When I invested in Jamba Juice, I invested because it was undervalued in my opinion. Being a smoothie company though, it may have been undervalued for good reason. Jamba was in the process of adding distribution channels (you see the smoothies & frozen fruit at stores now) as well as adding retail stores across the country. This growth strategy meant that they had an opportunity to start bringing in more revenue (a few simple calculations of return on investment in these new endeavors and one could see where the profits would come from). The question though still remained. Would people care if they grew? Would anyone buy their products? I started going to their stores, buying some of their drinks, trying their oatmeal, etc. It turns out… these were great products! So I put it to the test and mentioned the good food I was finding at Jamba Juice. After talking a few folks into trying their products, I converted a few people to regular Jamba Juice drinkers. Not bad! I think that if I can convince someone to become a regular just by having them try the product there is a safe chance that their growth strategy will be well received.
Lesson #5 – Money Matters
Lesson 1-4 lead to what matters most for the firm and the VC… actually making money. After all, if there was no money to be made what would all these people be getting together to create a company for? The difference is that a VC looks at the potential of profitability – the balance of profitability and growth. They look at this in a few different ways and all of these ways are ways that we retail investors can evaluate a company as well. The first and most obvious is how much net profit can the company be expected to make? The second is how will they get out of the investment? As a retail investor, you have the same methods of looking at the money you are investing. For some companies, those that are undervalued and have the potential to grow their revenue and profits based on internal activities and macroeconomic factors are firms that you can safely expect to rise in market capitalization (or stock price). These companies you are interested in buying near or below what you determine is fair value and sell when the firm reaches fair value or sell when the market is so hyped up on the company that it seems ridiculous not to sell. For other companies, those that have a buyout potential, a retail investor should look at what a fair buyout looks like and who may be making the buyout.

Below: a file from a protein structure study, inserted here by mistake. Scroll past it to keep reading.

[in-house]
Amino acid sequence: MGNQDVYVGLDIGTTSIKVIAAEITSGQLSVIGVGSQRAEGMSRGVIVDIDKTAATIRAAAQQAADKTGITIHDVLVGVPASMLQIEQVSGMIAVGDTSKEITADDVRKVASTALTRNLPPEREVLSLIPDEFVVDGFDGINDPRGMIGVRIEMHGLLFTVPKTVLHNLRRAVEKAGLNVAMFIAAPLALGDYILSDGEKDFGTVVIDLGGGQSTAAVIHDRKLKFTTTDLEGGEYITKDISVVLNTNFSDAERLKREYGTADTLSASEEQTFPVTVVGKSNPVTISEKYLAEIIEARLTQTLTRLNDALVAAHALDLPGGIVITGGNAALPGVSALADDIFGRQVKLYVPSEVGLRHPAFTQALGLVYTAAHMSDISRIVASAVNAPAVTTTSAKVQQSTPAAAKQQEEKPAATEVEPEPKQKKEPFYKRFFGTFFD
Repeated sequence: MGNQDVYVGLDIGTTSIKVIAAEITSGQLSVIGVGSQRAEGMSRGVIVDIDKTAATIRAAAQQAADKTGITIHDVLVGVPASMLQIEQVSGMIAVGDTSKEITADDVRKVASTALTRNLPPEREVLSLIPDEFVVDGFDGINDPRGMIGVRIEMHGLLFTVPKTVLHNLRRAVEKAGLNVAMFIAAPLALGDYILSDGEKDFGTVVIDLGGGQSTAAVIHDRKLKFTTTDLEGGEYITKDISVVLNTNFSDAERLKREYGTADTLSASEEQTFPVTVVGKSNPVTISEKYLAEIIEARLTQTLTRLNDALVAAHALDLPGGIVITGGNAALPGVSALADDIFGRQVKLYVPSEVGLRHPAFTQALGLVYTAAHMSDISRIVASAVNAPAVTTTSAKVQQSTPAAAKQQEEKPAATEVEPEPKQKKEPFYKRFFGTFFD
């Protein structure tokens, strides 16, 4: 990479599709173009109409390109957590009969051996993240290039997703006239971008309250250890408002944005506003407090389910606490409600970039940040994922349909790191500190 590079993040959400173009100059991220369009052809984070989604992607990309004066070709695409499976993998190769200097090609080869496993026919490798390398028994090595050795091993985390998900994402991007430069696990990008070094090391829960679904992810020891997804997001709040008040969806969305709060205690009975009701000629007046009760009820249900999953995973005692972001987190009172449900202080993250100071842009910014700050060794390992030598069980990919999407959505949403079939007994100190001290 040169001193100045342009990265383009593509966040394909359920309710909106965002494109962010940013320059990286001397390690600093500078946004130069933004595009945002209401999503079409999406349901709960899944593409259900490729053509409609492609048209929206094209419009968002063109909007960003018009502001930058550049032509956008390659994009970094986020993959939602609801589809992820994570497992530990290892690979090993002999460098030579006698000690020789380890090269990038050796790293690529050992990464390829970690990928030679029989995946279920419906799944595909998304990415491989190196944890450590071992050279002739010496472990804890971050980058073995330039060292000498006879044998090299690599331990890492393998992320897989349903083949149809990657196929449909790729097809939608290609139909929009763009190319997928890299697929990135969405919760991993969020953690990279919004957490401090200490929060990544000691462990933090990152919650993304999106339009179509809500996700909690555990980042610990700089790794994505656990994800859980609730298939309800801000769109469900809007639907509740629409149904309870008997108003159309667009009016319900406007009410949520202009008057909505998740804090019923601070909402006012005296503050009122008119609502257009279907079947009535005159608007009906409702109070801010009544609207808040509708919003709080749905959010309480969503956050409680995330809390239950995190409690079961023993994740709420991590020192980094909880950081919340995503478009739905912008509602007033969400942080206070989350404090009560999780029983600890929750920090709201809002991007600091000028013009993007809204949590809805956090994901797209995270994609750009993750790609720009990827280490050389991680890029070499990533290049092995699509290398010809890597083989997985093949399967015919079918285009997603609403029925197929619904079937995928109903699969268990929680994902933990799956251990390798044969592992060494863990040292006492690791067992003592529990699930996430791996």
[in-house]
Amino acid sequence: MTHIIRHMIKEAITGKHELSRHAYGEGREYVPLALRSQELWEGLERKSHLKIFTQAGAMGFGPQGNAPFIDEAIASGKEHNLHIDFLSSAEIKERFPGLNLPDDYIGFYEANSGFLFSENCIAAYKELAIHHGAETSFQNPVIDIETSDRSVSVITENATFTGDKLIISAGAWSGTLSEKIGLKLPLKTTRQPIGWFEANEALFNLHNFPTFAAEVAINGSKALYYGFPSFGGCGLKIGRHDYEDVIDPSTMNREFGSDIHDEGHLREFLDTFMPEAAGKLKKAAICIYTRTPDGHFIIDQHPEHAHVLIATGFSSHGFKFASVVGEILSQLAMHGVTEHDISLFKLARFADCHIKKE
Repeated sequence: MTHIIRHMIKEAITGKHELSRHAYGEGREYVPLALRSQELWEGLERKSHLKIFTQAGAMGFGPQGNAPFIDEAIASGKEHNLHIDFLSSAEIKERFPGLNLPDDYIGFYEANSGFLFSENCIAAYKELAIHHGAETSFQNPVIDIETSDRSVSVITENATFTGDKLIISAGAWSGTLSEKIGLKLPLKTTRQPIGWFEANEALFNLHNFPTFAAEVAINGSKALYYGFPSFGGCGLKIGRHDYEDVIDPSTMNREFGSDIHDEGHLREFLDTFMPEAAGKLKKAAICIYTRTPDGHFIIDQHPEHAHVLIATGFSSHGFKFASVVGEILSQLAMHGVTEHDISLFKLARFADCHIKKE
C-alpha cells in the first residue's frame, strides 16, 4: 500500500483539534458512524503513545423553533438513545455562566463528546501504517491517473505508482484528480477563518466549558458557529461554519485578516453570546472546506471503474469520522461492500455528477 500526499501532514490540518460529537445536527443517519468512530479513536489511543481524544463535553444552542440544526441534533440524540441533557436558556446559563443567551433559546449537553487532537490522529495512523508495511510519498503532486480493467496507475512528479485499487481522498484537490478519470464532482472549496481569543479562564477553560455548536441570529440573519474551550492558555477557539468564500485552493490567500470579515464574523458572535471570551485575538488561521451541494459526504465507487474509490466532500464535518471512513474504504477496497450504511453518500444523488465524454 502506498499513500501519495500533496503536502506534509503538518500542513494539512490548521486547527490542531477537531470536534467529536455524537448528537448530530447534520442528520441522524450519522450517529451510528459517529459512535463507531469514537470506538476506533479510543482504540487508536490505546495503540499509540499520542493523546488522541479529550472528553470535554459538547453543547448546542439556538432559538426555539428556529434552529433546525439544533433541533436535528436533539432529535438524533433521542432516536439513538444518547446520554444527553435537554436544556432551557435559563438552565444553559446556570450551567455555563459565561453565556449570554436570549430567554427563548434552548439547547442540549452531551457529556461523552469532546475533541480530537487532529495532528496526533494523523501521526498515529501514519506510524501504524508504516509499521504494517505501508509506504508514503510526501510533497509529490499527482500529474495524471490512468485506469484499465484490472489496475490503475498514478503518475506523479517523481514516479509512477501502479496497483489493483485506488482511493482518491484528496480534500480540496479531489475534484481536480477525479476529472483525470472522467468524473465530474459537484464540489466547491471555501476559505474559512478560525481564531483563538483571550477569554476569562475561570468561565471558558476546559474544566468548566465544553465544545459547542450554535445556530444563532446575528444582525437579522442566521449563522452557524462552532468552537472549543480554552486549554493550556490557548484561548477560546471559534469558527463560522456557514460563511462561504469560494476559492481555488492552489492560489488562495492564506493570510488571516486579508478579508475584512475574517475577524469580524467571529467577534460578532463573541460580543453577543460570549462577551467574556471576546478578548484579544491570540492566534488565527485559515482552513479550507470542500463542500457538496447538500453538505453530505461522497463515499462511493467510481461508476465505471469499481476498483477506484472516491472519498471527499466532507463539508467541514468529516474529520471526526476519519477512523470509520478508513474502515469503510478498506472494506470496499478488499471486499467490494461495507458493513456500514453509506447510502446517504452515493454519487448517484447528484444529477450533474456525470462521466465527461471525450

When I invested in Talbots, I invested based on the buyout potential. There was a single offer on the table for $3 per share and the shares of Talbots were trading below this amount. Being a prudent investor, I looked at the fair value of the company and determined that it was greater than $3 (meaning the buyer would be getting a deal). The problem of course is that Talbots has not been executing well in the recent past and their valuation would be declining over time, so it was sort of a situation where they had something of value now but may not in the future. I bought in to capture the buyout arbitrage. Similarly VCs buy in to startups on the basis that the startup will quickly be sold to a larger firm and they will turn a profit. This basic arbitrage takes an analysis that incorporates all of the factors above as well as an understanding of the M&A procedures and potential.
Of course these five lessons aren’t the only things we retail investors can learn from venture capitalists. Nor are these the only things that retail investors can learn from startups who are looking for investors (remember companies raise money on the public stock market for a reason). Most investors like to learn from the success and failure of other investors. Look for the rest of the upcoming posts in this series Investing Lessons From Venture Capitalists.
Here is that Chris Sacca interview… It is roughly an hour but well worth watching if you are interested in learning how to invest in public companies in the same way that venture capitalists invest…